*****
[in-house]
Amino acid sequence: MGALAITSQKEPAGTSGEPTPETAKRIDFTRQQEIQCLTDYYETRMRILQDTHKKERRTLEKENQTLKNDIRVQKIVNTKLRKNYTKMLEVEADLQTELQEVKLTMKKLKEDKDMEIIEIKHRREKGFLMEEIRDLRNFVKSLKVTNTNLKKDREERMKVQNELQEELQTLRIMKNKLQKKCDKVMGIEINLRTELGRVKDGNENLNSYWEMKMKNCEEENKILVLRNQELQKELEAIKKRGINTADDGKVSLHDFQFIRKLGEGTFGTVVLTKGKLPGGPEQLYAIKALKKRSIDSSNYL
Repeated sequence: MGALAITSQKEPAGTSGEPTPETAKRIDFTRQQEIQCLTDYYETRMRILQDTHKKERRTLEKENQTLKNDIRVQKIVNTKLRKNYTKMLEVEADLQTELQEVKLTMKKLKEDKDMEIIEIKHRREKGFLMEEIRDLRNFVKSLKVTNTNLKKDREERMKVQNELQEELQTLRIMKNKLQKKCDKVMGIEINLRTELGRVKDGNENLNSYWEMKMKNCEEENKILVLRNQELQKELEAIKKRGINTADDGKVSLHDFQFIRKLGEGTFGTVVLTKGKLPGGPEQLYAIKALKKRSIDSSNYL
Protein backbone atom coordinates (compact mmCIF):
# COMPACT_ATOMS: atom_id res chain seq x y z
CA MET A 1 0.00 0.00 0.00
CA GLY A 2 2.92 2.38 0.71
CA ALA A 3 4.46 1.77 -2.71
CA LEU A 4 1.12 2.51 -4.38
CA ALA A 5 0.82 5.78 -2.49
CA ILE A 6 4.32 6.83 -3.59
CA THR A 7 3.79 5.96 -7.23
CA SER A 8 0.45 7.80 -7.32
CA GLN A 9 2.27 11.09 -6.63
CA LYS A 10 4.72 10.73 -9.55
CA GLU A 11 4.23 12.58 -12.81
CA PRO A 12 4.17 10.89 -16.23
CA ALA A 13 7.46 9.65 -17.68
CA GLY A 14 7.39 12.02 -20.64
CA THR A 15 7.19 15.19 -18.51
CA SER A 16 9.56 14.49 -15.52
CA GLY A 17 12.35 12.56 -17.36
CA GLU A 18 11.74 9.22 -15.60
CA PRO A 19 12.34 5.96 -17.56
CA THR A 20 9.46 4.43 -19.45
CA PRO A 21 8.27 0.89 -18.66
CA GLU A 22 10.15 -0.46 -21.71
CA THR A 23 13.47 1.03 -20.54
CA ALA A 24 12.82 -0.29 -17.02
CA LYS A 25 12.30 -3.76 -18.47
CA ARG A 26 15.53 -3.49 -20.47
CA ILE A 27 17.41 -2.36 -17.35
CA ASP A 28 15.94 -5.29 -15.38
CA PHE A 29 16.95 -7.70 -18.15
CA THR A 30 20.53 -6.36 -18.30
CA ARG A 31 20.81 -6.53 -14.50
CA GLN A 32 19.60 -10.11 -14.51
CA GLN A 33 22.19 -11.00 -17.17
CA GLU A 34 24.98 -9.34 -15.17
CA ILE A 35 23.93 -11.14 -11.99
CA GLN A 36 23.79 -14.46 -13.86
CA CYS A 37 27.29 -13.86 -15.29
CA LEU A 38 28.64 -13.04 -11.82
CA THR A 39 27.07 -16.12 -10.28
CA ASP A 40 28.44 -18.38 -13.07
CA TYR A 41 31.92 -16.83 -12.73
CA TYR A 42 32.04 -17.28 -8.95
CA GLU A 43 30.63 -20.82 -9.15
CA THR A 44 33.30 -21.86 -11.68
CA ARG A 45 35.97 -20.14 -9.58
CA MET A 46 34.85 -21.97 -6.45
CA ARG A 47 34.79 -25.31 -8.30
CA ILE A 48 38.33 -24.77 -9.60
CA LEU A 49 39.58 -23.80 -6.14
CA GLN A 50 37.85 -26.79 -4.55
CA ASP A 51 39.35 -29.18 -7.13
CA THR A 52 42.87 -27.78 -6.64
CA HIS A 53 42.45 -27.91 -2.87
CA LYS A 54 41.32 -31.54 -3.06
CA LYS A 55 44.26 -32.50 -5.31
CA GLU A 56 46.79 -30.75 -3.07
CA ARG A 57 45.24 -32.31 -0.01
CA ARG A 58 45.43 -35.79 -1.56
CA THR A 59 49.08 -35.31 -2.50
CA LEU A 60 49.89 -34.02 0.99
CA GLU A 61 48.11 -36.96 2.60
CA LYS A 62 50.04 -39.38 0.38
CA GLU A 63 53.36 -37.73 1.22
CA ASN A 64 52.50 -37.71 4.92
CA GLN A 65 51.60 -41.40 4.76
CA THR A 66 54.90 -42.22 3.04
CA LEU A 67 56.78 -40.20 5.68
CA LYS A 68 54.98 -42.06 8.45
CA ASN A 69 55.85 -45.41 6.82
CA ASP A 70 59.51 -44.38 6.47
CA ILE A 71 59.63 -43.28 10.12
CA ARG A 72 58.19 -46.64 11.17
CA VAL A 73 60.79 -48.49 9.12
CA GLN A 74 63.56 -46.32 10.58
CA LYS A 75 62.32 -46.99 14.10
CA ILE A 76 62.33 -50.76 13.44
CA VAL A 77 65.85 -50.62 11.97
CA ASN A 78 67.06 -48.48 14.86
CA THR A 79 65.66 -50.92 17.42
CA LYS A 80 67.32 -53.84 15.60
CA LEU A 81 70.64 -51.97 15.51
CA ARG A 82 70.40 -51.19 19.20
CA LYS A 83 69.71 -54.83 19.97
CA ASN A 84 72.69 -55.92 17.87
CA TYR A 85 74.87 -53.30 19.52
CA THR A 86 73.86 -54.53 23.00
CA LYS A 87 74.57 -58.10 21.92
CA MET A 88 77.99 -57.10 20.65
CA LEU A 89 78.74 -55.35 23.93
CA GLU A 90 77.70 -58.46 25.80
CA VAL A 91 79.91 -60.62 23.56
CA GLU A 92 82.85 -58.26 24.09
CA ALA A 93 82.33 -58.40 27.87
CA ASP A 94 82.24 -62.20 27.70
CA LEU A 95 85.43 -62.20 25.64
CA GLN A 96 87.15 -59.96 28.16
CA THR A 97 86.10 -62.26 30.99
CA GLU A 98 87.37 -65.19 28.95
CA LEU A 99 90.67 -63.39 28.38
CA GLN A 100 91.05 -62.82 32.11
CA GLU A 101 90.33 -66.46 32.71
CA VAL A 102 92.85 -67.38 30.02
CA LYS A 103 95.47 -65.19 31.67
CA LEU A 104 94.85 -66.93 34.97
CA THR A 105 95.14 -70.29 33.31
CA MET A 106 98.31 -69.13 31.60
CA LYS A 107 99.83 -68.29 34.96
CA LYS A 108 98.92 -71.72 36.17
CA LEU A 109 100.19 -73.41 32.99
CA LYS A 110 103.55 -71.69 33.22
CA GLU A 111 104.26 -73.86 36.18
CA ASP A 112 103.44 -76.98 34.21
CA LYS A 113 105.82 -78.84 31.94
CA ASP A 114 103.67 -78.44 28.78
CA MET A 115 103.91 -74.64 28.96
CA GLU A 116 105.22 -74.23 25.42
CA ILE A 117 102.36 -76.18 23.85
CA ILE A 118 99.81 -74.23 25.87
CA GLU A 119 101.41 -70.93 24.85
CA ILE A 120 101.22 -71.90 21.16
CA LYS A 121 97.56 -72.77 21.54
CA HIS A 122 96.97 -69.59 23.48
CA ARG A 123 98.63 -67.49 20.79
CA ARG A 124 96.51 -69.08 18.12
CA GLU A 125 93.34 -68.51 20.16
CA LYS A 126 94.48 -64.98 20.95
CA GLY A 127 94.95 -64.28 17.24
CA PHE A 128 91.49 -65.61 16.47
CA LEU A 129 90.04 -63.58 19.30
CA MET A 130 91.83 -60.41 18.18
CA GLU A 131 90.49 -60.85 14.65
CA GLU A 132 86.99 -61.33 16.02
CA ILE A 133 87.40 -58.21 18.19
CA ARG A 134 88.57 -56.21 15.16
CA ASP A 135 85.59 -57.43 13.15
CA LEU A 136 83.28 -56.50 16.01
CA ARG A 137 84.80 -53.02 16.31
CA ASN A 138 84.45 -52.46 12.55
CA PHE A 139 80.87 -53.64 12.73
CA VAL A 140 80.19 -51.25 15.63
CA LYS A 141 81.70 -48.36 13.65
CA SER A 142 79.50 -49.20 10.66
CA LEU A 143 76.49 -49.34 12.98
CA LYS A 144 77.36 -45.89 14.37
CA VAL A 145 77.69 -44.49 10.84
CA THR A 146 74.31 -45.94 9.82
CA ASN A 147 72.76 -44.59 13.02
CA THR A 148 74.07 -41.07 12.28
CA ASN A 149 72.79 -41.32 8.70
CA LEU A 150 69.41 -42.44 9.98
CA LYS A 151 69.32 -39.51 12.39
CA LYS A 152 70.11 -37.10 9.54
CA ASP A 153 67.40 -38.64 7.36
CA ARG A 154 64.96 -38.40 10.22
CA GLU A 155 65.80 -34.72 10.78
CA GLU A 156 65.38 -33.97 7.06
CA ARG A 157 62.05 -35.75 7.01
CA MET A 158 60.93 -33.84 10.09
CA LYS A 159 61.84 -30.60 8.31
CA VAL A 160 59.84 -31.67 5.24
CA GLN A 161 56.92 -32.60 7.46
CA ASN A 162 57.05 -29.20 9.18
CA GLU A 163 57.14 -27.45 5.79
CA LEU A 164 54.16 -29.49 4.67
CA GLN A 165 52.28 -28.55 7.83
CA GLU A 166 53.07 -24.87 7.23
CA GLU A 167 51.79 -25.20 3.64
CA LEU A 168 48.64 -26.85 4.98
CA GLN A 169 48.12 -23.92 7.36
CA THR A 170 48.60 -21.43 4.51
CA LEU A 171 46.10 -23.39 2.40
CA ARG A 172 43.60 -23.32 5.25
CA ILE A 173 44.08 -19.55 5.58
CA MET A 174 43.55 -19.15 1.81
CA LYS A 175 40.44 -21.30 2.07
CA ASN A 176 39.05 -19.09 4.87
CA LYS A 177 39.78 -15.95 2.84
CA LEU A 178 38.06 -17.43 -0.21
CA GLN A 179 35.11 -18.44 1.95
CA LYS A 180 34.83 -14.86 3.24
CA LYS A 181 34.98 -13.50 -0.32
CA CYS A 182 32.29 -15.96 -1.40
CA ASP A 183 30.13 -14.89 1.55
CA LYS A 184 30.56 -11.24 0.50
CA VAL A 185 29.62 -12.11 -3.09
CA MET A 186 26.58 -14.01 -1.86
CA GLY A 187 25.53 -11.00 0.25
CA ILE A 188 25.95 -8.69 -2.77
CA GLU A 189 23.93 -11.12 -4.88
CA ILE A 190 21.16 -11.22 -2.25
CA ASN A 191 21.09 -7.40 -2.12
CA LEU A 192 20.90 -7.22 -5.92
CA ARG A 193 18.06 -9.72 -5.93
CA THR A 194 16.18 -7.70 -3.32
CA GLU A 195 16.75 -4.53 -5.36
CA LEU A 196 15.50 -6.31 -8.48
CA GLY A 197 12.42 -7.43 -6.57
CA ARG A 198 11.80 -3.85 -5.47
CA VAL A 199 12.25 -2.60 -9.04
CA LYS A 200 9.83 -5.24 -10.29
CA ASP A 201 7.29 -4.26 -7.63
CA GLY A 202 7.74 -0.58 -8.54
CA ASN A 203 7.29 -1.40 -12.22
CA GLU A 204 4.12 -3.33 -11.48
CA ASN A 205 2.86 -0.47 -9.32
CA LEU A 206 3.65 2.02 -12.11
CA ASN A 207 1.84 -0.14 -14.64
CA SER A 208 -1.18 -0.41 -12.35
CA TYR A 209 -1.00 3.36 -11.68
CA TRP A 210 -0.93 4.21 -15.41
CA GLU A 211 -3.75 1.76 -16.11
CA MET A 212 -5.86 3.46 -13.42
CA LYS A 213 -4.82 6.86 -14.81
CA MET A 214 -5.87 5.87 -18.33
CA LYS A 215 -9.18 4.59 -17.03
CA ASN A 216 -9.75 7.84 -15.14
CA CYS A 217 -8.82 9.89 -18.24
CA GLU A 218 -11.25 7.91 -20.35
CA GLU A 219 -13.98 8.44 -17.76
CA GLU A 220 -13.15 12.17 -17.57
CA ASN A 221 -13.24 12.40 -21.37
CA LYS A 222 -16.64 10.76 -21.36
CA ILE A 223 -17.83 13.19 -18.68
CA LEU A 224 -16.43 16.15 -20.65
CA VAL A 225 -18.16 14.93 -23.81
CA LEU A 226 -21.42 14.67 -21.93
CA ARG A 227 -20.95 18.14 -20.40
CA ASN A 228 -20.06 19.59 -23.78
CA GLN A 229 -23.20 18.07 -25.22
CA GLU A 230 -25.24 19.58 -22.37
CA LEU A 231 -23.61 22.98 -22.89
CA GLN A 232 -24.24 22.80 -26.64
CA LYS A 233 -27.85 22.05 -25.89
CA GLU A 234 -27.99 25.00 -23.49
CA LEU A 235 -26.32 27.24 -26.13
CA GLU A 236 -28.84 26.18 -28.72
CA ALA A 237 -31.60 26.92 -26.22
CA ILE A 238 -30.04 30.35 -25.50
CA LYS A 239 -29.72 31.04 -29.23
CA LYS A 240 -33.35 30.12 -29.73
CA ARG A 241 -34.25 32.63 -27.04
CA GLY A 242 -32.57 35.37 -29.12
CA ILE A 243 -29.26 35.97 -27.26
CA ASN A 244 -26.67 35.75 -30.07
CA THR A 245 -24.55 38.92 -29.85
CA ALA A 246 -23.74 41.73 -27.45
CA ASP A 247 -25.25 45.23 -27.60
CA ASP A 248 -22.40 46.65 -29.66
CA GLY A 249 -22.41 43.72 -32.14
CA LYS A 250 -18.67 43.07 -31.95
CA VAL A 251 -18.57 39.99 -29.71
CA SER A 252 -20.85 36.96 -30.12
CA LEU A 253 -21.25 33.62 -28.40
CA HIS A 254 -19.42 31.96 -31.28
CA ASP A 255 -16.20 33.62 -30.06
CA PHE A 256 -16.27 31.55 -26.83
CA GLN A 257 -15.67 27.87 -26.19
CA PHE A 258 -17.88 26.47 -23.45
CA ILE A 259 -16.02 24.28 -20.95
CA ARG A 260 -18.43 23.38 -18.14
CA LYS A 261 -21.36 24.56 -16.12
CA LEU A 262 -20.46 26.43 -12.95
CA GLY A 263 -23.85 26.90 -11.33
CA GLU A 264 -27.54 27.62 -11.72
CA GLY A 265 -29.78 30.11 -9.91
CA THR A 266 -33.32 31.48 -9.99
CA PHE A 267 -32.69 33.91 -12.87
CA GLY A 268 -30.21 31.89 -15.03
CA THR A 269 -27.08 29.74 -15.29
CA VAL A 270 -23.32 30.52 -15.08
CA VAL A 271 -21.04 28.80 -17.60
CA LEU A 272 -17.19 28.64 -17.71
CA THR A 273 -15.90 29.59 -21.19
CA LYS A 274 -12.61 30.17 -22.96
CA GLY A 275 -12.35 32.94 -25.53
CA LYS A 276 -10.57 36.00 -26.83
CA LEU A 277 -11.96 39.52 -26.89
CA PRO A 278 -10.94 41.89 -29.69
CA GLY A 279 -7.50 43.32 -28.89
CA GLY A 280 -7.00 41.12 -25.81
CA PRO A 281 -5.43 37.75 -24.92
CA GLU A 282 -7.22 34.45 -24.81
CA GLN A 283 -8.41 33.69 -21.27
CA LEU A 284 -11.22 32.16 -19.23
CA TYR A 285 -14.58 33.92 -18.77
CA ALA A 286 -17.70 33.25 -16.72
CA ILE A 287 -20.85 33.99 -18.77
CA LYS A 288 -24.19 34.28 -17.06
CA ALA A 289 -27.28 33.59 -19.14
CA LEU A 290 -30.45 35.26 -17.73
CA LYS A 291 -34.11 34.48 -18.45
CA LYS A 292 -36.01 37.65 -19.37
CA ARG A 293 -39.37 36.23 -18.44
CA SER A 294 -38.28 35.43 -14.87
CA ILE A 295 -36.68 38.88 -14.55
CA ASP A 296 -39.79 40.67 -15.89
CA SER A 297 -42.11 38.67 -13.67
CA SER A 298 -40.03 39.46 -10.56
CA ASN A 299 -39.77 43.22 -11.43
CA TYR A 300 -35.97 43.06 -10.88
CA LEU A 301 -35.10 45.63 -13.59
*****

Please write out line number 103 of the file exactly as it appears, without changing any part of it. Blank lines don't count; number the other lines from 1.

CA GLU A 98 87.37 -65.19 28.95